Imagine a plague that incapacitates almost 1.7 million people — and now imagine a cure that is even worse.
Fifteen years from now, a new virus sweeps the globe. 95% of those afflicted experience nothing worse than fever and headaches. 4% suffer acute meningitis, creating the largest medical crisis in history. And 1% find themselves “locked in” — fully awake and aware, but unable to move or respond to stimulus.
1% doesn’t seem like a lot. But in the US that’s 1.7 million people “locked in” — including the President’s wife and daughter.
Spurred by grief and the sheer magnitude of the suffering, America undertakes a massive scientific initiative. Nothing can fully restore the locked in. But then two new technologies emerge. One is a virtual-reality environment, “The Agora”, where the locked-in can interact with other humans, whether locked-in or not. The other is the discovery that a few rare individuals have brains that are receptive to being controlled by others, allowing those who are locked in to occasionally “ride” these people and use their bodies as if they were their own.
This skill is quickly regulated, licensed, bonded, and controlled. Nothing can go wrong. Certainly nobody would be tempted to misuse it, for murder, for political power, or worse…
Another very good novel from John Scalzi, offering an excellent blend of two genres. In Lock In, Scalzi takes core elements of the crime/conspiracy thriller and injects some excellent techno-sci-fi elements reminiscent of Surrogates and I, Robot. I enjoyed this.
Scalzi blends these elements very well, and the introduction of “threeps” (the robot avatars lock-in sufferers can utilise) and integrators adds a fascinating additional aspect to both the world and investigation. The story recounts the experiences of Chris Shane — the son of a prominent entrepreneur, a Haden, and also newly-minted FBI agent — and his first week on the job.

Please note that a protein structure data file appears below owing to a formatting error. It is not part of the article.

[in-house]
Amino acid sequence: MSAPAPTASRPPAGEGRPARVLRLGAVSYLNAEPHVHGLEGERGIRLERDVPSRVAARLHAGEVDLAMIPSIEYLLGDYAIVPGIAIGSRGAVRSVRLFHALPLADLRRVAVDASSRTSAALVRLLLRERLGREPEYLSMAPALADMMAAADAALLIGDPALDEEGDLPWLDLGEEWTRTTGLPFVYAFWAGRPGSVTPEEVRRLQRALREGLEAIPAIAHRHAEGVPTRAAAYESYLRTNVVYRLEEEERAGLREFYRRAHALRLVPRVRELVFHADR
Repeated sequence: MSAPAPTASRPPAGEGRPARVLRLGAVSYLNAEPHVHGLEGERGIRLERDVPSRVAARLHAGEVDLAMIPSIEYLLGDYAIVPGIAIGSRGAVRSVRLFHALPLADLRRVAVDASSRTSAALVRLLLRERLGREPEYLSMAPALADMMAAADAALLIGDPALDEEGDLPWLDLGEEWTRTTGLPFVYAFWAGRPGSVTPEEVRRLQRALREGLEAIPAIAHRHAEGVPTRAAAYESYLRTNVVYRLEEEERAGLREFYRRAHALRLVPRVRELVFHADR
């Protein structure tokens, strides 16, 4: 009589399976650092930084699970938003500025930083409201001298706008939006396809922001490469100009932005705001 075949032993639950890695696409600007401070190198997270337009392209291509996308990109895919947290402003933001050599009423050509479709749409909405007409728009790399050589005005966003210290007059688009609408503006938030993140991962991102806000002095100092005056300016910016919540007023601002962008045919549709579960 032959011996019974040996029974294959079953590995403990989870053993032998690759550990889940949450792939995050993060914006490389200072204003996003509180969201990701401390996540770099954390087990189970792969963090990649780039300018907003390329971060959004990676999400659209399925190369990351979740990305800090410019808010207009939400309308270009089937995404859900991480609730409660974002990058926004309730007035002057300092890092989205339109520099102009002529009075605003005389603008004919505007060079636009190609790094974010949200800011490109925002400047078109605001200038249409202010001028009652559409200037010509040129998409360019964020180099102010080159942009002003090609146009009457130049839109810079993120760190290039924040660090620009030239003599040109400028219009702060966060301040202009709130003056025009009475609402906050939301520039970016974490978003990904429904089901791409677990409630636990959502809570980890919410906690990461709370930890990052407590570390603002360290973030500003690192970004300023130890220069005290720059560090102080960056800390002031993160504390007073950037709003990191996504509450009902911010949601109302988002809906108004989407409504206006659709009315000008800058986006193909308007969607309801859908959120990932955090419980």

It is not your typical first week: as well as meeting his veteran partner, Vann (hard-drinking, hard-smoking, cynical — almost your typical hard-boiled detective), the US government has just passed legislation that will scale back federal funding for Haden sufferers. This has resulted in extensive demonstrations — further resulting in disruptions around the city and resentment from non-Hadens. With this as a backdrop, Agents Shane and Vann are called in to investigate the strange death perhaps caused by an integrator. On top of that, the demonstrations appear to be escalating, and after a research institute is bombed, setting back research on a possible cure for Haden Syndrome, Vann and Shane start to realise that there may very well be something far bigger at work. What are the connections between the initial murder and the bombing? How many more attacks will there be? And how is a mysterious, but very busy Haden rights activist involved?
Scalzi takes us through the investigation, which progresses much as a reader might expect. However, it is far from boring — the science fictional elements he’s injected into the story keep things fresh and interesting. His characters ponder the nature of identity and privacy — the Hadens because of their dual natures (ambulatory threeps and stationary biological bodies), integrators because of their ability to share their bodies.
Lock In is a tricky novel to write about. It’s follows a very ‘typical’ crime/cop thriller, and the pacing is also familiar. Scalzi’s prose is very straight-forward and concise. It’s the nuance that really sets this novel apart — over the course of the novel he gets readers to think about a whole host of contemporary issues, without preaching or bludgeoning us with an agenda. It is a testament to Scalzi’s success at weaving the sci-fi elements into the world and story — aside from an introductory chapter that gives a very brief explanation and ‘history’ of the syndrome, the author avoids info-dumps completely. Really well done. Despite the story’s relative brevity, he manages to pack a lot into it. I would certainly like to read more about these characters and this alternative world. I think Scalzi has created a world with a hell of a lot of potential for more stories.
Overall, this is a throught-provoking novel about individual and community rights, politics, identity, and a solid investigation. Definitely recommended.